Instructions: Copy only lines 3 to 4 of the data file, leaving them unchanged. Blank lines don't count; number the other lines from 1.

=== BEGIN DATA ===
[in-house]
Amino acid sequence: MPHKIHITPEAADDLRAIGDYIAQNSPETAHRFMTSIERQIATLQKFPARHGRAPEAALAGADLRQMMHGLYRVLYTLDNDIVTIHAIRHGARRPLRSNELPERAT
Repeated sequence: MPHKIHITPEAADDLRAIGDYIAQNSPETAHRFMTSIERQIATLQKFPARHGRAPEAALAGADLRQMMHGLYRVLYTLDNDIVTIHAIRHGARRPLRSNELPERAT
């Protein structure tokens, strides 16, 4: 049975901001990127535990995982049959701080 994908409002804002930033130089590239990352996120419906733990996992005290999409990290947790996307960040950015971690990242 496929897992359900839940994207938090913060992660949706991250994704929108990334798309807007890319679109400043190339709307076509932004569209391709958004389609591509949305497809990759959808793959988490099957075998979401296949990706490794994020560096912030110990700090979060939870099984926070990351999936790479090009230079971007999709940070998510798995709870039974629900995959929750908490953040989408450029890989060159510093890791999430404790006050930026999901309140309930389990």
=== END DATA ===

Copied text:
Repeated sequence: MPHKIHITPEAADDLRAIGDYIAQNSPETAHRFMTSIERQIATLQKFPARHGRAPEAALAGADLRQMMHGLYRVLYTLDNDIVTIHAIRHGARRPLRSNELPERAT
């Protein structure tokens, strides 16, 4: 049975901001990127535990995982049959701080 994908409002804002930033130089590239990352996120419906733990996992005290999409990290947790996307960040950015971690990242 496929897992359900839940994207938090913060992660949706991250994704929108990334798309807007890319679109400043190339709307076509932004569209391709958004389609591509949305497809990759959808793959988490099957075998979401296949990706490794994020560096912030110990700090979060939870099984926070990351999936790479090009230079971007999709940070998510798995709870039974629900995959929750908490953040989408450029890989060159510093890791999430404790006050930026999901309140309930389990």